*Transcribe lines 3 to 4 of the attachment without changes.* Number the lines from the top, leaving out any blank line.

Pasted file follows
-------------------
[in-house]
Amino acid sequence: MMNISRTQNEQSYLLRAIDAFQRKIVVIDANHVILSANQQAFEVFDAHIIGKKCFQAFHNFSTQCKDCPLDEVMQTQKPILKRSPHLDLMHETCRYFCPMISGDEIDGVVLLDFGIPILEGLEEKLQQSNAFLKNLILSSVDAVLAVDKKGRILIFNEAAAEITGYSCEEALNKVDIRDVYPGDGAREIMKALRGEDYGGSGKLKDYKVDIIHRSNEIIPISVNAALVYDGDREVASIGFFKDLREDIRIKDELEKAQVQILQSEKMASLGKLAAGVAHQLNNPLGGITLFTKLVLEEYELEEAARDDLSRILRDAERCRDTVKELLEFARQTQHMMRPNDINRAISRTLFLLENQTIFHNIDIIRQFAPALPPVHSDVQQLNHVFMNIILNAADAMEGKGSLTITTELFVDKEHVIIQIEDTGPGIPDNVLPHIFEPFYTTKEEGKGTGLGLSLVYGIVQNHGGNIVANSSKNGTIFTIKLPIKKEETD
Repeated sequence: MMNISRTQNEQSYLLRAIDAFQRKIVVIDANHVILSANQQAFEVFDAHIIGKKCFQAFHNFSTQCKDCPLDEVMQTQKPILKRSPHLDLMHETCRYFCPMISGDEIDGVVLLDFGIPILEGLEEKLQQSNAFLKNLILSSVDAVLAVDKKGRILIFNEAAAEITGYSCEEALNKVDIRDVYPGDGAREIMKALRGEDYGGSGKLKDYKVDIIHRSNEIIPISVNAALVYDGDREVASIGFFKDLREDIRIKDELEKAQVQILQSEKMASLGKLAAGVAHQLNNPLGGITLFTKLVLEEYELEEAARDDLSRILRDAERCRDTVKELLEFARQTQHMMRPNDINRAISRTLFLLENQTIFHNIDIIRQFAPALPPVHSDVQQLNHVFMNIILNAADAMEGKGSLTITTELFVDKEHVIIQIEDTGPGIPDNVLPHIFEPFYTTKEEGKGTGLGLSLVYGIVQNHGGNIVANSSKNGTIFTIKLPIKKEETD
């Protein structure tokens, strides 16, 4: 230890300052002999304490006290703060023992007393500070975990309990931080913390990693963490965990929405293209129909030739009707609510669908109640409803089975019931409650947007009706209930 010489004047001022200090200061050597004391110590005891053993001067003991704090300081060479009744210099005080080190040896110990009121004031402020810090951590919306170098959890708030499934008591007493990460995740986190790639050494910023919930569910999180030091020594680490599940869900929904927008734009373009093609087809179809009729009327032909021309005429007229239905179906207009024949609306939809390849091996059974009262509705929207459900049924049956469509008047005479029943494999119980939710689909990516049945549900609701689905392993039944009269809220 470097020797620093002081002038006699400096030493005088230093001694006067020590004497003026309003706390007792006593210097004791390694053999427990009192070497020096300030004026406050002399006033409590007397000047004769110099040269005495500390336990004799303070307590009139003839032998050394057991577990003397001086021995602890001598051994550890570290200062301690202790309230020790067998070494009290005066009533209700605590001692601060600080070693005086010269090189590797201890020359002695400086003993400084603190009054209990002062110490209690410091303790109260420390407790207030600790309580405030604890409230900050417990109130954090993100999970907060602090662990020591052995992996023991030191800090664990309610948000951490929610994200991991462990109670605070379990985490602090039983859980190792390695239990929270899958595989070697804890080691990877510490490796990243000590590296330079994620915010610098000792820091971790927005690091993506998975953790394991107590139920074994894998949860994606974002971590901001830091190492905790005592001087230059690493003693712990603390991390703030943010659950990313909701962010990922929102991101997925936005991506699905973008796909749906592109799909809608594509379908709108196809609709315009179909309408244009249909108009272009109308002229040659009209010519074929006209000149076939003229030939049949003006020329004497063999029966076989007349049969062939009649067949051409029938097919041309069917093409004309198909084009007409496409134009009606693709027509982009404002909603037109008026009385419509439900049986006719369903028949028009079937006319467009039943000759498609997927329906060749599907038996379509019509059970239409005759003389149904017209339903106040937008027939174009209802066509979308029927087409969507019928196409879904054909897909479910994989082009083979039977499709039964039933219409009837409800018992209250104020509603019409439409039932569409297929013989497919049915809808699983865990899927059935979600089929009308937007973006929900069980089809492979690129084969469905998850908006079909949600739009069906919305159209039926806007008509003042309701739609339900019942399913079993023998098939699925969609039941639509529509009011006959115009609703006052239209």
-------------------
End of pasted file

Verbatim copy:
Repeated sequence: MMNISRTQNEQSYLLRAIDAFQRKIVVIDANHVILSANQQAFEVFDAHIIGKKCFQAFHNFSTQCKDCPLDEVMQTQKPILKRSPHLDLMHETCRYFCPMISGDEIDGVVLLDFGIPILEGLEEKLQQSNAFLKNLILSSVDAVLAVDKKGRILIFNEAAAEITGYSCEEALNKVDIRDVYPGDGAREIMKALRGEDYGGSGKLKDYKVDIIHRSNEIIPISVNAALVYDGDREVASIGFFKDLREDIRIKDELEKAQVQILQSEKMASLGKLAAGVAHQLNNPLGGITLFTKLVLEEYELEEAARDDLSRILRDAERCRDTVKELLEFARQTQHMMRPNDINRAISRTLFLLENQTIFHNIDIIRQFAPALPPVHSDVQQLNHVFMNIILNAADAMEGKGSLTITTELFVDKEHVIIQIEDTGPGIPDNVLPHIFEPFYTTKEEGKGTGLGLSLVYGIVQNHGGNIVANSSKNGTIFTIKLPIKKEETD
């Protein structure tokens, strides 16, 4: 230890300052002999304490006290703060023992007393500070975990309990931080913390990693963490965990929405293209129909030739009707609510669908109640409803089975019931409650947007009706209930 010489004047001022200090200061050597004391110590005891053993001067003991704090300081060479009744210099005080080190040896110990009121004031402020810090951590919306170098959890708030499934008591007493990460995740986190790639050494910023919930569910999180030091020594680490599940869900929904927008734009373009093609087809179809009729009327032909021309005429007229239905179906207009024949609306939809390849091996059974009262509705929207459900049924049956469509008047005479029943494999119980939710689909990516049945549900609701689905392993039944009269809220 470097020797620093002081002038006699400096030493005088230093001694006067020590004497003026309003706390007792006593210097004791390694053999427990009192070497020096300030004026406050002399006033409590007397000047004769110099040269005495500390336990004799303070307590009139003839032998050394057991577990003397001086021995602890001598051994550890570290200062301690202790309230020790067998070494009290005066009533209700605590001692601060600080070693005086010269090189590797201890020359002695400086003993400084603190009054209990002062110490209690410091303790109260420390407790207030600790309580405030604890409230900050417990109130954090993100999970907060602090662990020591052995992996023991030191800090664990309610948000951490929610994200991991462990109670605070379990985490602090039983859980190792390695239990929270899958595989070697804890080691990877510490490796990243000590590296330079994620915010610098000792820091971790927005690091993506998975953790394991107590139920074994894998949860994606974002971590901001830091190492905790005592001087230059690493003693712990603390991390703030943010659950990313909701962010990922929102991101997925936005991506699905973008796909749906592109799909809608594509379908709108196809609709315009179909309408244009249909108009272009109308002229040659009209010519074929006209000149076939003229030939049949003006020329004497063999029966076989007349049969062939009649067949051409029938097919041309069917093409004309198909084009007409496409134009009606693709027509982009404002909603037109008026009385419509439900049986006719369903028949028009079937006319467009039943000759498609997927329906060749599907038996379509019509059970239409005759003389149904017209339903106040937008027939174009209802066509979308029927087409969507019928196409879904054909897909479910994989082009083979039977499709039964039933219409009837409800018992209250104020509603019409439409039932569409297929013989497919049915809808699983865990899927059935979600089929009308937007973006929900069980089809492979690129084969469905998850908006079909949600739009069906919305159209039926806007008509003042309701739609339900019942399913079993023998098939699925969609039941639509529509009011006959115009609703006052239209």